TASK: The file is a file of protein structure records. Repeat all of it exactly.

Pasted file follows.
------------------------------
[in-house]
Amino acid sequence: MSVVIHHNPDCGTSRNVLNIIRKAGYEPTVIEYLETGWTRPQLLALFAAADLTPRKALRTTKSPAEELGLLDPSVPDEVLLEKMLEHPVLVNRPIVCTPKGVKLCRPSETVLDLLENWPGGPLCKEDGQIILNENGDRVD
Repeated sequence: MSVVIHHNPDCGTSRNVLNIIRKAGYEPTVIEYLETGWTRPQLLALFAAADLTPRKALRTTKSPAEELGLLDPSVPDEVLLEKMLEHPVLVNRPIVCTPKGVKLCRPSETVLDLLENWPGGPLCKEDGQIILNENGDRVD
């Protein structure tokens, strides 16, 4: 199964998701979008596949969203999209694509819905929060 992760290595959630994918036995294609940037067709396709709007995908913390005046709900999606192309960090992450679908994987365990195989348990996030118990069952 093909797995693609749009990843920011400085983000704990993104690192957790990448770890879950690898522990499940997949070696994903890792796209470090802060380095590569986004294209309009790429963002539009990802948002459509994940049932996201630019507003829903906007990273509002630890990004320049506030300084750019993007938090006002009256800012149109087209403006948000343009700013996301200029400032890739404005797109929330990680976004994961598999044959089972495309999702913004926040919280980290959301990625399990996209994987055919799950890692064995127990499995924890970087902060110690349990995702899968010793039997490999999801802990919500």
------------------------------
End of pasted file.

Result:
[in-house]
Amino acid sequence: MSVVIHHNPDCGTSRNVLNIIRKAGYEPTVIEYLETGWTRPQLLALFAAADLTPRKALRTTKSPAEELGLLDPSVPDEVLLEKMLEHPVLVNRPIVCTPKGVKLCRPSETVLDLLENWPGGPLCKEDGQIILNENGDRVD
Repeated sequence: MSVVIHHNPDCGTSRNVLNIIRKAGYEPTVIEYLETGWTRPQLLALFAAADLTPRKALRTTKSPAEELGLLDPSVPDEVLLEKMLEHPVLVNRPIVCTPKGVKLCRPSETVLDLLENWPGGPLCKEDGQIILNENGDRVD
């Protein structure tokens, strides 16, 4: 199964998701979008596949969203999209694509819905929060 992760290595959630994918036995294609940037067709396709709007995908913390005046709900999606192309960090992450679908994987365990195989348990996030118990069952 093909797995693609749009990843920011400085983000704990993104690192957790990448770890879950690898522990499940997949070696994903890792796209470090802060380095590569986004294209309009790429963002539009990802948002459509994940049932996201630019507003829903906007990273509002630890990004320049506030300084750019993007938090006002009256800012149109087209403006948000343009700013996301200029400032890739404005797109929330990680976004994961598999044959089972495309999702913004926040919280980290959301990625399990996209994987055919799950890692064995127990499995924890970087902060110690349990995702899968010793039997490999999801802990919500």